IT & Communication

Battery stores wind and solar electricity affordably

Scientists at Stanford have developed a new rechargeable battery capable of storing electricity produced by wind energy and solar energy.

The new battery paves way for ability to deliver energy to the electric grid quickly, cost effectively and at normal ambient temperatures. The technology behind the battery is called a flow battery. This technology has long been considered as a likely candidate for storing intermittent renewable energy. However, until now the kinds of liquids that could produce the electrical current have either been limited by the amount of energy they could deliver or have required extremely high temperatures or used very toxic or expensive chemicals.

Researchers at Stanford decided to try sodium and potassium, which when mixed form a liquid metal at room temperature, as the fluid for the electron donor – or negative – side of the battery. Theoretically, this liquid metal has at least 10 times the available energy per gram as other candidates for the negative-side fluid of a flow battery. They then found a suitable ceramic membrane made of potassium and aluminum oxide to keep the negative and positive materials separate while allowing current to flow.

The two advances together more than doubled the maximum voltage of conventional flow batteries, and the prototype remained stable for thousands of hours of operation. This higher voltage means the battery can store more energy for its size, which also brings down the cost of producing the battery.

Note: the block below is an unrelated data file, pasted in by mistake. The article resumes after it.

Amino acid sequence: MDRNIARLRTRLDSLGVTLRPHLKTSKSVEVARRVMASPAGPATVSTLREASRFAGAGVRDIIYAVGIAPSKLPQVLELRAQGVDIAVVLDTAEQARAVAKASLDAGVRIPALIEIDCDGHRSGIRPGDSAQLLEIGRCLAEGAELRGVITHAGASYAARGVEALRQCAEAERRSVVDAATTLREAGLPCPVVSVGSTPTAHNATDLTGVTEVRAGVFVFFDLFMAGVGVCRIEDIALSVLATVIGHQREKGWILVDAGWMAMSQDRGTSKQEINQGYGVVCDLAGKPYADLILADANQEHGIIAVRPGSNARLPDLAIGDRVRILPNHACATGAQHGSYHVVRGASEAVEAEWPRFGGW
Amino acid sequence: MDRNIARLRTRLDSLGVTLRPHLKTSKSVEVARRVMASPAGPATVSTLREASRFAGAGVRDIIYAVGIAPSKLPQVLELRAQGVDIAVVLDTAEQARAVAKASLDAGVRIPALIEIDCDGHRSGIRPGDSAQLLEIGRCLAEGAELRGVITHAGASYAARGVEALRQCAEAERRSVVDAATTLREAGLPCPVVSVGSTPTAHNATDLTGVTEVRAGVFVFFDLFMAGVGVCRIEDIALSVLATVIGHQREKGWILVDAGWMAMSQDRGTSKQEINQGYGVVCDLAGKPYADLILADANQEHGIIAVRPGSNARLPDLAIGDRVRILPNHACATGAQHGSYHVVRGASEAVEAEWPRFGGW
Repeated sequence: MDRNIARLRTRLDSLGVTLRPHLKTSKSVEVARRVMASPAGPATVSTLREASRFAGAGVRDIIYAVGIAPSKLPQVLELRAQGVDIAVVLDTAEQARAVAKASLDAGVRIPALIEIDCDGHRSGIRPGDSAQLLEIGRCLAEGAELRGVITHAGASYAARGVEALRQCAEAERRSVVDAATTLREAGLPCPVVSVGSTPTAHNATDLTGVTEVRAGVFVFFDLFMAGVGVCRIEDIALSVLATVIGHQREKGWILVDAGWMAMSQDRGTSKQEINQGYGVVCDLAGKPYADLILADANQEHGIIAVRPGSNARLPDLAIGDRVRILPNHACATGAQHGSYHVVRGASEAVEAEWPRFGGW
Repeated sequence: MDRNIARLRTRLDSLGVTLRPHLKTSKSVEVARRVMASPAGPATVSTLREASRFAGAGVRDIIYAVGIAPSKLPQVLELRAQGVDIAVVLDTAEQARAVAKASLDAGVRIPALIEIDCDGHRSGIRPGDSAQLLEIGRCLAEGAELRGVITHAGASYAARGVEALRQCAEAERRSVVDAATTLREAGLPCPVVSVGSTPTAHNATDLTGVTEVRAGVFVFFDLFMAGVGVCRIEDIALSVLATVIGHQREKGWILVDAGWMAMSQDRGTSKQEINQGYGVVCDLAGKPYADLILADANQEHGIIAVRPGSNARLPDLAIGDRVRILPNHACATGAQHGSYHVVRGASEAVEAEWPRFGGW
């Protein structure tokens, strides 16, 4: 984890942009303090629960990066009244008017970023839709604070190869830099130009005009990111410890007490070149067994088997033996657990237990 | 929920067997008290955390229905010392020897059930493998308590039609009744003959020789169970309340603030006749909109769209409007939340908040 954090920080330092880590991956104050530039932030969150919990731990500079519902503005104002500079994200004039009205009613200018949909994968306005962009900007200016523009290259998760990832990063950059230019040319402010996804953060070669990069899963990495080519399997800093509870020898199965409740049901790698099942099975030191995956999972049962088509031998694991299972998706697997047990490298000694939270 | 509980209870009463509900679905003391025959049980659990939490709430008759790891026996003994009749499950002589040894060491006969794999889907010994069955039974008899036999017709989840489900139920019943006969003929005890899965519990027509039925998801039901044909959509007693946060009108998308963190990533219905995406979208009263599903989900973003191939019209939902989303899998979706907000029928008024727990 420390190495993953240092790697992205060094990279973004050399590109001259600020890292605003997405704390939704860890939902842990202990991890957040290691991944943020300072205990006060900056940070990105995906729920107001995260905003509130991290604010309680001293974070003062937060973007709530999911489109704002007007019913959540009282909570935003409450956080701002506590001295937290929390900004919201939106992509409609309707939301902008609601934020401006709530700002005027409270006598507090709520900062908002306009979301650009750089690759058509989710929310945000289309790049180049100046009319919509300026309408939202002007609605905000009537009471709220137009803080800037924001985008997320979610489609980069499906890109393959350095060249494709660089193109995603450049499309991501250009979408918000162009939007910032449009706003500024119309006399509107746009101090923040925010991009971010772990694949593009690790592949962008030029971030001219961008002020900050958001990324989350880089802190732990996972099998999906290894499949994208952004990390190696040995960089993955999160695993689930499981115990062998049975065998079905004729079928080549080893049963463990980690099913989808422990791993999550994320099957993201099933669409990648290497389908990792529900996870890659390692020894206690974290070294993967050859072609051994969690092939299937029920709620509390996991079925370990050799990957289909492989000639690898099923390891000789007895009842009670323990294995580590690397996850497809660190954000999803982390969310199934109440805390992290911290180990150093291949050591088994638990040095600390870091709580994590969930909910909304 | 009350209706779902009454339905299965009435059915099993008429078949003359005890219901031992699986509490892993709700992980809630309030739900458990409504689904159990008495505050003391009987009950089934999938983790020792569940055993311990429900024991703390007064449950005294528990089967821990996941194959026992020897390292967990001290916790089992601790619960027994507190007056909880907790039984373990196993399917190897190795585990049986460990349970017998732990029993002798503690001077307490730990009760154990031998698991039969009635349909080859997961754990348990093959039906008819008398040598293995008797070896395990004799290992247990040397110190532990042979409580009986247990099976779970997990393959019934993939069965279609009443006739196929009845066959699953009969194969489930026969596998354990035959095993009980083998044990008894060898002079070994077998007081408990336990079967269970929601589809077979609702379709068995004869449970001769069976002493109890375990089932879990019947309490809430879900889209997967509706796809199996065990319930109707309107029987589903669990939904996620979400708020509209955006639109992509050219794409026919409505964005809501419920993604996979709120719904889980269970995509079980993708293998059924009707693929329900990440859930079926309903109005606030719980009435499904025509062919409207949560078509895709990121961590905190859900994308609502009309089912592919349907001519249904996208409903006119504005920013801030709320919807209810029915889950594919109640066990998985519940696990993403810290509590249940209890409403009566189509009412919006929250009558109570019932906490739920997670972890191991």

They found that the ceramic membrane very selectively prevents sodium from migrating to the positive side of the cell – critical if the membrane is going to be successful. However, this type of membrane is most effective at temperatures higher than 200 degrees Celsius (392 F). In pursuit of a room-temperature battery, the group experimented with a thinner membrane. This boosted the device’s power output and showed that refining the membrane’s design is a promising path.

They also experimented with four different liquids for the positive side of the battery. The water-based liquids quickly degraded the membrane, but they think a non-water-based option will improve the battery’s performance.

About the author

Shawn Symonds

Shawn Symonds

Seven years in pharmaceuticals has given Shawn immense exposure in everything related to medicines, drugs, chemicals and related sectors – at least from the PR front. Through his insider access to the sector, he has gained valuable insight into the entire manufacturing process of medicines and vaccines.

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